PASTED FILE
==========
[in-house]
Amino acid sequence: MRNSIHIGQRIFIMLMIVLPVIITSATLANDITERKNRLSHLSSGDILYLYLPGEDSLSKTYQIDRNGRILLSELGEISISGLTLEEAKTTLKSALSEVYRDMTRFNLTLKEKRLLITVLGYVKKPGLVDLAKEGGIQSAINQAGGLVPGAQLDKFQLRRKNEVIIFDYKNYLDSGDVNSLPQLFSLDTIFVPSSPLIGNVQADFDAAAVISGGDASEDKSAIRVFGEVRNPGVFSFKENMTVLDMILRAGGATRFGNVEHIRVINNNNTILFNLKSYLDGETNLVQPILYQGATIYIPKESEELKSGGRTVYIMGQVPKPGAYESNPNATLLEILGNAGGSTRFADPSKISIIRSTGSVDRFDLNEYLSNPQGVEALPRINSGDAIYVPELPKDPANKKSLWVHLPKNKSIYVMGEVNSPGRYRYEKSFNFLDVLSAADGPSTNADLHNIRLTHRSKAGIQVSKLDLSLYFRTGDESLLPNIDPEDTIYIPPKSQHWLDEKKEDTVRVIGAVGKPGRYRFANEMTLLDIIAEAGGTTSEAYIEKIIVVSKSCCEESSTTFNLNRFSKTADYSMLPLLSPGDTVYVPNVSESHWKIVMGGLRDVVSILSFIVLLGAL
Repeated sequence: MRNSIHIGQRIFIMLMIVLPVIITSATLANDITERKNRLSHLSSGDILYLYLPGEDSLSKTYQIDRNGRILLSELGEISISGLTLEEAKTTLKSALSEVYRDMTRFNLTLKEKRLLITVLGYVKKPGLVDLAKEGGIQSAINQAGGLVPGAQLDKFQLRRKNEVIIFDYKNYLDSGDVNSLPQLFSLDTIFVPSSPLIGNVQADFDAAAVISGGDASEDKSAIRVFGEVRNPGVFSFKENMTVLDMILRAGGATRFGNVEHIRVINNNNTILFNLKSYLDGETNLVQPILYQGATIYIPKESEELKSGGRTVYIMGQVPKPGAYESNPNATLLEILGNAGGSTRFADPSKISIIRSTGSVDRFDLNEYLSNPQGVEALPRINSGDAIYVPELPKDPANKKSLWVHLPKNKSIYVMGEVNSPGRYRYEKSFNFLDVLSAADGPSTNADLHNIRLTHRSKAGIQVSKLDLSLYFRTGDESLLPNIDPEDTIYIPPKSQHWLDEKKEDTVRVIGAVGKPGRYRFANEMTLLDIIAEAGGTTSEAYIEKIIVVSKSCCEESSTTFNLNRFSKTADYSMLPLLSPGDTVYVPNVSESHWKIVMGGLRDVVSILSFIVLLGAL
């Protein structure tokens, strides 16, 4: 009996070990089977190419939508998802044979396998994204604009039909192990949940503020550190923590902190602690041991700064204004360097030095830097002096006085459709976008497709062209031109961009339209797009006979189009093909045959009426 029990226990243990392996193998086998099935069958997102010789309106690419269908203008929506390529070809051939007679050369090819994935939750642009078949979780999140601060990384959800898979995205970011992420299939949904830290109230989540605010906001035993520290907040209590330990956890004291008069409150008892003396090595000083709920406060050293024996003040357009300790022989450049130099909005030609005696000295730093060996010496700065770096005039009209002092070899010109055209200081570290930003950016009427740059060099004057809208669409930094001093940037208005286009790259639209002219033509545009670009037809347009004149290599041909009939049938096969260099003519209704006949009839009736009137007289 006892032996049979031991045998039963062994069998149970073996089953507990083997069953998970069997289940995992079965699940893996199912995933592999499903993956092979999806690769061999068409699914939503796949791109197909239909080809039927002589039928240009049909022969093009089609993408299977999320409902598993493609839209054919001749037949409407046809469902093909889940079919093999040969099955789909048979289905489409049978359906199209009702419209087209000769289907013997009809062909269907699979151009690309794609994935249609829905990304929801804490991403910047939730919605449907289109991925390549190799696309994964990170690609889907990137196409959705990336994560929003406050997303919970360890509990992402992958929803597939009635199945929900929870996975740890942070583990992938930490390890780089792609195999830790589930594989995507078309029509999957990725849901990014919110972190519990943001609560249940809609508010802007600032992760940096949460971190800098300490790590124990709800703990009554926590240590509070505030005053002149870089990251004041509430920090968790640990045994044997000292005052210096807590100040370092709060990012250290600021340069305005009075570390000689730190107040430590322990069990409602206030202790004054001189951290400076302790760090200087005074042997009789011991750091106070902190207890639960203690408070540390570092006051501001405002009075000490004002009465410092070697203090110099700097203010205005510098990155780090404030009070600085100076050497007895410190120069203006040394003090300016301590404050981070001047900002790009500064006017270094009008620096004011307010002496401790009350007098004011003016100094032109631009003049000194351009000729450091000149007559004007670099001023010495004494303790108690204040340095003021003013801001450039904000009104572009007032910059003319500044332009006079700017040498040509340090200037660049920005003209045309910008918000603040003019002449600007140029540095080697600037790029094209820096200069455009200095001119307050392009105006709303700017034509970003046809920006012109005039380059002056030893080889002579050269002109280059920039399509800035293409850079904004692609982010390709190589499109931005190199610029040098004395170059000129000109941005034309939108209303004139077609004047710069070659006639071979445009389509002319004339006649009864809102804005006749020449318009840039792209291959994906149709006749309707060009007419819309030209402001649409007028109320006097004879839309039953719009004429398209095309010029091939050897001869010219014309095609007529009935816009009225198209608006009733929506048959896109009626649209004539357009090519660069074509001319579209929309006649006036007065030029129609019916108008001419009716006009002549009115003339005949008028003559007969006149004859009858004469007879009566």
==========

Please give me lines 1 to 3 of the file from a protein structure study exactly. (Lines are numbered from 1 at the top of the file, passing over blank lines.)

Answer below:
[in-house]
Amino acid sequence: MRNSIHIGQRIFIMLMIVLPVIITSATLANDITERKNRLSHLSSGDILYLYLPGEDSLSKTYQIDRNGRILLSELGEISISGLTLEEAKTTLKSALSEVYRDMTRFNLTLKEKRLLITVLGYVKKPGLVDLAKEGGIQSAINQAGGLVPGAQLDKFQLRRKNEVIIFDYKNYLDSGDVNSLPQLFSLDTIFVPSSPLIGNVQADFDAAAVISGGDASEDKSAIRVFGEVRNPGVFSFKENMTVLDMILRAGGATRFGNVEHIRVINNNNTILFNLKSYLDGETNLVQPILYQGATIYIPKESEELKSGGRTVYIMGQVPKPGAYESNPNATLLEILGNAGGSTRFADPSKISIIRSTGSVDRFDLNEYLSNPQGVEALPRINSGDAIYVPELPKDPANKKSLWVHLPKNKSIYVMGEVNSPGRYRYEKSFNFLDVLSAADGPSTNADLHNIRLTHRSKAGIQVSKLDLSLYFRTGDESLLPNIDPEDTIYIPPKSQHWLDEKKEDTVRVIGAVGKPGRYRFANEMTLLDIIAEAGGTTSEAYIEKIIVVSKSCCEESSTTFNLNRFSKTADYSMLPLLSPGDTVYVPNVSESHWKIVMGGLRDVVSILSFIVLLGAL
Repeated sequence: MRNSIHIGQRIFIMLMIVLPVIITSATLANDITERKNRLSHLSSGDILYLYLPGEDSLSKTYQIDRNGRILLSELGEISISGLTLEEAKTTLKSALSEVYRDMTRFNLTLKEKRLLITVLGYVKKPGLVDLAKEGGIQSAINQAGGLVPGAQLDKFQLRRKNEVIIFDYKNYLDSGDVNSLPQLFSLDTIFVPSSPLIGNVQADFDAAAVISGGDASEDKSAIRVFGEVRNPGVFSFKENMTVLDMILRAGGATRFGNVEHIRVINNNNTILFNLKSYLDGETNLVQPILYQGATIYIPKESEELKSGGRTVYIMGQVPKPGAYESNPNATLLEILGNAGGSTRFADPSKISIIRSTGSVDRFDLNEYLSNPQGVEALPRINSGDAIYVPELPKDPANKKSLWVHLPKNKSIYVMGEVNSPGRYRYEKSFNFLDVLSAADGPSTNADLHNIRLTHRSKAGIQVSKLDLSLYFRTGDESLLPNIDPEDTIYIPPKSQHWLDEKKEDTVRVIGAVGKPGRYRFANEMTLLDIIAEAGGTTSEAYIEKIIVVSKSCCEESSTTFNLNRFSKTADYSMLPLLSPGDTVYVPNVSESHWKIVMGGLRDVVSILSFIVLLGAL